In QBE Insurance Corporation v. Chalfonte Condominium Apartment Association, Inc., Case No. SC09-441 (May 31, 2012), the Florida Supreme Court issued an opinion last week in a Hurricane Wilma property insurance case, which originated in the U.S. District Court for the Southern District of Florida. The District Court dismissed the condominium association’s causes of action for breach of the implied covenant of good faith and fair dealing and violation of the font-type requirements set forth in Florida Statutes § 627.701(4)(a). Both the carrier and the condominium association appealed the ruling to the Eleventh Circuit Court of Appeals.
Upon appeal, the Appellate Court certified the following issues to the Florida Supreme Court:
- Whether Florida law recognizes a cause of action premised on theories of breach of implied covenant of good faith and fair dealing;
- Whether Florida Statutes § 627.701(4)(a) provides an insured with a private cause of action and civil remedy for a carrier’s noncompliance; and
- Whether the policy’s requirement that mandated payment of benefits upon “entry of final judgment” waived the right to post a bond and stay the execution of a money judgment pending resolution of appeal.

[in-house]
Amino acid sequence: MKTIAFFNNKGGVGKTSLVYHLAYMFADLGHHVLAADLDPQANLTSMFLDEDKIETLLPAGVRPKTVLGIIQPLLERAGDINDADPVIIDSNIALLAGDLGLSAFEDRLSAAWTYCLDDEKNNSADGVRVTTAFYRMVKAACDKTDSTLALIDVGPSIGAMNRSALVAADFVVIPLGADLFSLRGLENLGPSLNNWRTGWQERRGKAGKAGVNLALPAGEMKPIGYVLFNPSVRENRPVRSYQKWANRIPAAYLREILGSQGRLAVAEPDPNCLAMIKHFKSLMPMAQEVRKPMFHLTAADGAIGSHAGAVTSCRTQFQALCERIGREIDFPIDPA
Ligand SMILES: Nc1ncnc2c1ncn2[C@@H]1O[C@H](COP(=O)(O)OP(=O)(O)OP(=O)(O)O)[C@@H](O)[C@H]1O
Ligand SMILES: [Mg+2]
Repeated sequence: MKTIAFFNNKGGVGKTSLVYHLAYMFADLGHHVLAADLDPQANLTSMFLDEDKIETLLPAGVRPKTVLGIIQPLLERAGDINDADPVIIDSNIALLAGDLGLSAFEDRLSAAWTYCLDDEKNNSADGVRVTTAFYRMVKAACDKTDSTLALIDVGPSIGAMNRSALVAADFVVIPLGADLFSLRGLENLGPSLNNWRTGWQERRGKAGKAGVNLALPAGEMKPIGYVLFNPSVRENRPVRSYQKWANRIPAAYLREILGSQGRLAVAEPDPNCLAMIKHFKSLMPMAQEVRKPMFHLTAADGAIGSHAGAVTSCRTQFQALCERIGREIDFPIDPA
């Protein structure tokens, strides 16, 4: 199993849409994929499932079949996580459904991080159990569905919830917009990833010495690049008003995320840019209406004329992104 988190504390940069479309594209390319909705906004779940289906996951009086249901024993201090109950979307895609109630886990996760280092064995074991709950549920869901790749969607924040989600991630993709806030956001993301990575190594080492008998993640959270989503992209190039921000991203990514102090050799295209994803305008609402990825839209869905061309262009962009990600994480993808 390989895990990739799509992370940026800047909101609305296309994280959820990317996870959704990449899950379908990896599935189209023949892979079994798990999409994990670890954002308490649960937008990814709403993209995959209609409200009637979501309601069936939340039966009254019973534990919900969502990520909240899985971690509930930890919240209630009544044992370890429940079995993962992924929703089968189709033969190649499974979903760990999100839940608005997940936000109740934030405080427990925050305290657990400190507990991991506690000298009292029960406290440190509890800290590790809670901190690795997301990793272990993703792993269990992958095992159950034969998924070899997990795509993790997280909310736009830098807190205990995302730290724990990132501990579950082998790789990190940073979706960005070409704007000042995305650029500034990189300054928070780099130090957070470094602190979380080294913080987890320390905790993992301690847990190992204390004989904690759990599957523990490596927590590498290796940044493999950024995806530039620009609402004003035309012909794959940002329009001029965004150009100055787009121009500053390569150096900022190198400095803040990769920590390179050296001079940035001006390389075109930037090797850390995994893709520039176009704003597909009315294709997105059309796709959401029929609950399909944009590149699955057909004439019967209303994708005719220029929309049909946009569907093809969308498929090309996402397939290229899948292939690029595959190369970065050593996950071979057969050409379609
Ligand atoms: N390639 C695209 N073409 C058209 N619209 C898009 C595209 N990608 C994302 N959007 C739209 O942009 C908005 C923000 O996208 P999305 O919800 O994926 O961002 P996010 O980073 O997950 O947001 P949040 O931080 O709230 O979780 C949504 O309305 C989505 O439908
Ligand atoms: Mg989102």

The Court concluded that “it is clear that there is no common law first party bad faith action in Florida” and that the “implied covenant of good faith and fair dealing does not exist as a separate claim from a statutory bad-faith claim in the first party insurance claims in Florida.” The Court declined to extend the general principle that there exists an implied covenant of good faith and fair dealing in every contract to first-party claims.
Additionally, the Court noted that Florida Statutes § 627.701(4)(a) requires that a policy with a separate hurricane deductible is to include a statement regarding out-of-pocket expenses printed in “boldfaced type no smaller than 18 points.” QBE’s policy did not comply with the font-type or language required by the statute. However, the Court refused to penalize QBE for the non-compliance because “the statute does not provide for either a private cause of action or a penalty for a violation of its requirements.”
Finally, the Court concluded that the policy’s use of the phrase “entry of final judgment” in the Loss Payment Clause, does not waive the right to stay execution of the judgment pending appeal by posting a supersedeas bond (a type of surety bond a court requires from an appellant who wants to delay payment of a judgment).
The Court’s ruling is favorable to insurance carriers. However, it is likely that during the next the legislative session this ruling will bring about proposed changes to Florida Statutes § 627.701, and have the potential to generate new laws giving homeowners stronger remedies against carriers in a state where property damage claims against carriers are already commonplace.